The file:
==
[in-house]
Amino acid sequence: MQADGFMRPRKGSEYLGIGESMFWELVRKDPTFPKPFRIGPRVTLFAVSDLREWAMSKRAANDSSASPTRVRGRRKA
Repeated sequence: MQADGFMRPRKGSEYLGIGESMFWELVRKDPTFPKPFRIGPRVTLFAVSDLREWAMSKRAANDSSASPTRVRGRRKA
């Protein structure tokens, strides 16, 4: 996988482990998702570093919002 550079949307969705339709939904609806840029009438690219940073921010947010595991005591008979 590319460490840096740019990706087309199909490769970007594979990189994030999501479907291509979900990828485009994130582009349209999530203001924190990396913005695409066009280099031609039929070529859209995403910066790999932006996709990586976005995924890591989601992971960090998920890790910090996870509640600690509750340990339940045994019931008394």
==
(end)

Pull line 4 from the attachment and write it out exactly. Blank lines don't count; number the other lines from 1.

């Protein structure tokens, strides 16, 4: 996988482990998702570093919002 550079949307969705339709939904609806840029009438690219940073921010947010595991005591008979 590319460490840096740019990706087309199909490769970007594979990189994030999501479907291509979900990828485009994130582009349209999530203001924190990396913005695409066009280099031609039929070529859209995403910066790999932006996709990586976005995924890591989601992971960090998920890790910090996870509640600690509750340990339940045994019931008394």